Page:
Just over a year after taking over the helm of Ranbaxy Laboratories, Atul Sobti on Thursday said he will quit as CEO and Managing Director of the Gurgaon-based drug-maker, citing “substantial and basic” differences with the management of parent Daiichi Sankyo.
“There are opinions to run a company. When you believe you don’t have a consensus, you move out. The differences were substantial and basic, but there was no immediate trigger,” Mr. Sobti told reporters here.
Daiichi Sankyo did not comment, but Ranbaxy Chairman Tsutomu Une said the company realised various opportunities to repeat strong operating performance while continuing to manage key challenges under Mr. Sobti’s leadership.
Ranbaxy has announced the appointment of Arun Sawhney, the current President of Ranbaxy’s Global Pharmaceuticals Business, as Managing Director. Mr. Sobti will end his tenure with Ranbaxy on August 19.
Mr. Sobti, who joined Ranbaxy in October, 2005, as President of its India, Middle East, Asia Pacific and Global Consumer Healthcare Business, was appointed as the CEO and Managing Director last May to replace erstwhile promoter Malvinder Mohan Singh.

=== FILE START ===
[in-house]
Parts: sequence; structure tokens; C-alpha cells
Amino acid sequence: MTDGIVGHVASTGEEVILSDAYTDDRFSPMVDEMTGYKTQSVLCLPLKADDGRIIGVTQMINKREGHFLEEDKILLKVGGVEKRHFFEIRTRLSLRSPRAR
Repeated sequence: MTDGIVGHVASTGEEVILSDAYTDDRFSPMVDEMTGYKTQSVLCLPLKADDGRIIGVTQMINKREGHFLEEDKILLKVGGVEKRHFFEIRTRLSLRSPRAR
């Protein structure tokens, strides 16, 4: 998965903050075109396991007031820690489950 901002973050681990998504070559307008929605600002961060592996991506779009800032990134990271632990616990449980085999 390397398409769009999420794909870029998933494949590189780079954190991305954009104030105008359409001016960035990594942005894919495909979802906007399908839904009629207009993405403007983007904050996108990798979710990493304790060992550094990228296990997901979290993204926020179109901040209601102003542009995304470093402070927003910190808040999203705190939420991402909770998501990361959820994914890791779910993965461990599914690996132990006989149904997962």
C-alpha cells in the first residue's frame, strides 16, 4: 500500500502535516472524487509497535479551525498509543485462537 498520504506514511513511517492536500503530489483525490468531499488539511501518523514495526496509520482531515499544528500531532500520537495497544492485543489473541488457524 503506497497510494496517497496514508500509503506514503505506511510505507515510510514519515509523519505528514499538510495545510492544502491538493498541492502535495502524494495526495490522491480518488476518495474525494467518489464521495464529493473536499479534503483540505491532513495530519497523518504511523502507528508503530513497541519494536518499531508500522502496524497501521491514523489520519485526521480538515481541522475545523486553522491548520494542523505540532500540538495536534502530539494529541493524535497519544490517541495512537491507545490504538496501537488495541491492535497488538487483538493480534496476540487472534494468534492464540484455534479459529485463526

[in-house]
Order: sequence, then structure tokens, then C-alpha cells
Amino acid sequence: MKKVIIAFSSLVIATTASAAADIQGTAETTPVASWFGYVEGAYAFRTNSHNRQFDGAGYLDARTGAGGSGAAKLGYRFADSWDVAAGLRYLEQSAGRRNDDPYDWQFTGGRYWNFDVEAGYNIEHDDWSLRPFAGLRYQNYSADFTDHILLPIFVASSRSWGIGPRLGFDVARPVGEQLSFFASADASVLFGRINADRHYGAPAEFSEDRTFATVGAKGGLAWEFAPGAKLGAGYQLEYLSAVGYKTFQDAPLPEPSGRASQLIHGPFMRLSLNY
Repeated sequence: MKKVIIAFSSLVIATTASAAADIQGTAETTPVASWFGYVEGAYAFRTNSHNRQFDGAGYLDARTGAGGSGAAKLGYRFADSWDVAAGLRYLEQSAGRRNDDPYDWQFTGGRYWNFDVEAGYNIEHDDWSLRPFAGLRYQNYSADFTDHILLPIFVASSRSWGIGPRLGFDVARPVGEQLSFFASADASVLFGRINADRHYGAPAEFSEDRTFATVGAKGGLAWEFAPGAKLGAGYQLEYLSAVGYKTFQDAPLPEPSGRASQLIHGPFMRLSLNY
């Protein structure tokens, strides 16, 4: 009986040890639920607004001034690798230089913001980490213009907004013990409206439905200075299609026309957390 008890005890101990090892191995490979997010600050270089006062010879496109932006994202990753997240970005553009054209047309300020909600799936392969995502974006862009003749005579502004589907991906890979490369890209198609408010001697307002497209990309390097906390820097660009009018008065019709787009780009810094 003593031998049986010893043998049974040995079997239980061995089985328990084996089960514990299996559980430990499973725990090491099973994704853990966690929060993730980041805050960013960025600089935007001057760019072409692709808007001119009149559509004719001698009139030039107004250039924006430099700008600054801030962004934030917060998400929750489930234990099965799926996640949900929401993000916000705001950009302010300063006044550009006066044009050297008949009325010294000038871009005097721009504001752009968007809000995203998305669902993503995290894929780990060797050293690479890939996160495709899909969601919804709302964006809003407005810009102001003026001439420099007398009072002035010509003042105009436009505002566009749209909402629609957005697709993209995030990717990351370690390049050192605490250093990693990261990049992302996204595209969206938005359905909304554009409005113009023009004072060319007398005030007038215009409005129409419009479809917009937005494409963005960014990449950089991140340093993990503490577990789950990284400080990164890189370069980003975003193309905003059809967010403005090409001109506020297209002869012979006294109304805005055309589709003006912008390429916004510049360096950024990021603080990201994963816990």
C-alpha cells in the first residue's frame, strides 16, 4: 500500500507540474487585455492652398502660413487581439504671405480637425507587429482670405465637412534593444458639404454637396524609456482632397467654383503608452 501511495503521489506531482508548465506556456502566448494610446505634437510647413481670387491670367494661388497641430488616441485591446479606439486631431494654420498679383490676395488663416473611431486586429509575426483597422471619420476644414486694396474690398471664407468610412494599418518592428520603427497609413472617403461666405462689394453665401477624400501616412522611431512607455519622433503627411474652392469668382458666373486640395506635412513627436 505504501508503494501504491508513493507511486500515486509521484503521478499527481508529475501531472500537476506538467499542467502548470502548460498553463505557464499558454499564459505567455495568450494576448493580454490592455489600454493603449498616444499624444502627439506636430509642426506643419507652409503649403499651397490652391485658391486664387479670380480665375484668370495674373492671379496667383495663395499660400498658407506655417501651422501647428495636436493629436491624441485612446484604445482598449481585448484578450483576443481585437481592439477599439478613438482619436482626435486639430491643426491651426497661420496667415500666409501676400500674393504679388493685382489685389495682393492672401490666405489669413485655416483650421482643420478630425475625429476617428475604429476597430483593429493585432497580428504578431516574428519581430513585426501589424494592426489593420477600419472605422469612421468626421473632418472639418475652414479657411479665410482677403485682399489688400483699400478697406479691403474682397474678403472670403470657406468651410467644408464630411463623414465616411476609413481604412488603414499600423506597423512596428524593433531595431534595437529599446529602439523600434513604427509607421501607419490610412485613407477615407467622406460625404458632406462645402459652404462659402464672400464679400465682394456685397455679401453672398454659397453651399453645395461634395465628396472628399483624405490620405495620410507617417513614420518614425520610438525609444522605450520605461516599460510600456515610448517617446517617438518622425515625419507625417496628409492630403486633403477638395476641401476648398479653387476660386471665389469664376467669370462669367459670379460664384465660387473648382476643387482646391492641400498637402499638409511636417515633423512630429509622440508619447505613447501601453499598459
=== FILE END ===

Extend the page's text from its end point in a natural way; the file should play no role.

Mr. Singh had agreed to lead Ranbaxy as MD for a five-year term after selling off his family’s stake in 2008 for over Rs. 10,000 crore, but he also left the firm due to differences with the Japanese management.
Daiichi had bought a 63.92 per cent stake in Ranbaxy in 2008 for an estimated Rs. 22,000 crore. Later, the company ran into problems with the U.S. drug regulator.
Mr. Sobti, who had earlier headed the sales of India’s largest two-wheeler maker, Hero Honda, before joining Ranbaxy in October, 2005, was not forthcoming on his future plans.
“It will not be in pharma sector... I have never gone back to the same industry,” he said, when asked about his next destination.
On his unfinished business with Ranbaxy, he said: “I would have loved to finish the USFDA issues (of Paonta Sahib and Dewas plants)... but not all dreams come true.”
The two plants were banned by the USFDA citing non-compliance with manufacturing norms and more than 30 generics drugs produced at the two plants were banned from the U.S. market in 2008.